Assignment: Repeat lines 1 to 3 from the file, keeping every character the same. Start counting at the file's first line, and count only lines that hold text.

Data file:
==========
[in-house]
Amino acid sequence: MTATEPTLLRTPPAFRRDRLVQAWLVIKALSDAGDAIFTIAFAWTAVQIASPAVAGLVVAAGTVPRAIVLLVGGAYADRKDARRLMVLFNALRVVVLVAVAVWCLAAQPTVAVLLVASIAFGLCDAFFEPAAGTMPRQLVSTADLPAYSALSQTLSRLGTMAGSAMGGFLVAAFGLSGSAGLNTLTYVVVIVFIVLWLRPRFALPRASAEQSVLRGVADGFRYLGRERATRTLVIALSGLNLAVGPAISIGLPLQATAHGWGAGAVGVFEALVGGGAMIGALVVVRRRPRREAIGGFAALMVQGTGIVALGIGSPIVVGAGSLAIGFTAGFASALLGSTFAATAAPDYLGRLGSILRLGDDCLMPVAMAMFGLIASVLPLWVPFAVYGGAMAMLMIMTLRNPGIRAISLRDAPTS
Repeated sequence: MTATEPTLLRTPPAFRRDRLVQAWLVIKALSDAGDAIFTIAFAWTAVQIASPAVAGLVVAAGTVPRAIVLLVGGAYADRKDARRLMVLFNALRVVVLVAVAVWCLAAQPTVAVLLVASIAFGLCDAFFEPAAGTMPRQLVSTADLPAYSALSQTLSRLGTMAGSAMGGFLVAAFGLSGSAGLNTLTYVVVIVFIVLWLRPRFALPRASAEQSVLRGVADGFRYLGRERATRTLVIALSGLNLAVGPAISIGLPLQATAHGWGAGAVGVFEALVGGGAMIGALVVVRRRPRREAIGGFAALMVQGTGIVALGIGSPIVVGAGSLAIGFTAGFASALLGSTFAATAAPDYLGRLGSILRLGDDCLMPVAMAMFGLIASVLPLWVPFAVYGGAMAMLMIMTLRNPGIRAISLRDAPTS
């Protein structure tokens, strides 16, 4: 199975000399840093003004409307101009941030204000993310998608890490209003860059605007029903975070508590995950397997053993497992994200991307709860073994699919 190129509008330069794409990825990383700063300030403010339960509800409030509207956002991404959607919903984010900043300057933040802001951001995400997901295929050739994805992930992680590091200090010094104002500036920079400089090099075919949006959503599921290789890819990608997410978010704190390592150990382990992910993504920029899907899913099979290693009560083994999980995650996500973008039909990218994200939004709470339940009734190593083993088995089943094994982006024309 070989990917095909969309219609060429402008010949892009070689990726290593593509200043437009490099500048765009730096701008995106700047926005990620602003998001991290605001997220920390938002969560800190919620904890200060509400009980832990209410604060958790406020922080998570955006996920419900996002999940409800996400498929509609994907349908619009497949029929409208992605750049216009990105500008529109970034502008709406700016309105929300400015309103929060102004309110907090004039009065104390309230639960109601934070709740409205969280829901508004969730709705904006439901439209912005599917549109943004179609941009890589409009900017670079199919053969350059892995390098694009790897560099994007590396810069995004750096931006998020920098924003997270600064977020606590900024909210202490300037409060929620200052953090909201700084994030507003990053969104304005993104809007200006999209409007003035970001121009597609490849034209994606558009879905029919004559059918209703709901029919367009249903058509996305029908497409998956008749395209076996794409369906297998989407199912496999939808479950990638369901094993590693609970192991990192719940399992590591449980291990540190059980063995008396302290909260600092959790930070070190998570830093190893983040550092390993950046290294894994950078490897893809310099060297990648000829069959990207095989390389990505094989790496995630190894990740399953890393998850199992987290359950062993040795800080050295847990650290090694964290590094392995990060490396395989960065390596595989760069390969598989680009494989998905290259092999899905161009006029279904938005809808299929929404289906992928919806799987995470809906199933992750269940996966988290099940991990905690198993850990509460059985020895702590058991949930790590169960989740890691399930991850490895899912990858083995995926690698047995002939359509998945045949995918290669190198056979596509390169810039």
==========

[in-house]
Amino acid sequence: MTATEPTLLRTPPAFRRDRLVQAWLVIKALSDAGDAIFTIAFAWTAVQIASPAVAGLVVAAGTVPRAIVLLVGGAYADRKDARRLMVLFNALRVVVLVAVAVWCLAAQPTVAVLLVASIAFGLCDAFFEPAAGTMPRQLVSTADLPAYSALSQTLSRLGTMAGSAMGGFLVAAFGLSGSAGLNTLTYVVVIVFIVLWLRPRFALPRASAEQSVLRGVADGFRYLGRERATRTLVIALSGLNLAVGPAISIGLPLQATAHGWGAGAVGVFEALVGGGAMIGALVVVRRRPRREAIGGFAALMVQGTGIVALGIGSPIVVGAGSLAIGFTAGFASALLGSTFAATAAPDYLGRLGSILRLGDDCLMPVAMAMFGLIASVLPLWVPFAVYGGAMAMLMIMTLRNPGIRAISLRDAPTS
Repeated sequence: MTATEPTLLRTPPAFRRDRLVQAWLVIKALSDAGDAIFTIAFAWTAVQIASPAVAGLVVAAGTVPRAIVLLVGGAYADRKDARRLMVLFNALRVVVLVAVAVWCLAAQPTVAVLLVASIAFGLCDAFFEPAAGTMPRQLVSTADLPAYSALSQTLSRLGTMAGSAMGGFLVAAFGLSGSAGLNTLTYVVVIVFIVLWLRPRFALPRASAEQSVLRGVADGFRYLGRERATRTLVIALSGLNLAVGPAISIGLPLQATAHGWGAGAVGVFEALVGGGAMIGALVVVRRRPRREAIGGFAALMVQGTGIVALGIGSPIVVGAGSLAIGFTAGFASALLGSTFAATAAPDYLGRLGSILRLGDDCLMPVAMAMFGLIASVLPLWVPFAVYGGAMAMLMIMTLRNPGIRAISLRDAPTS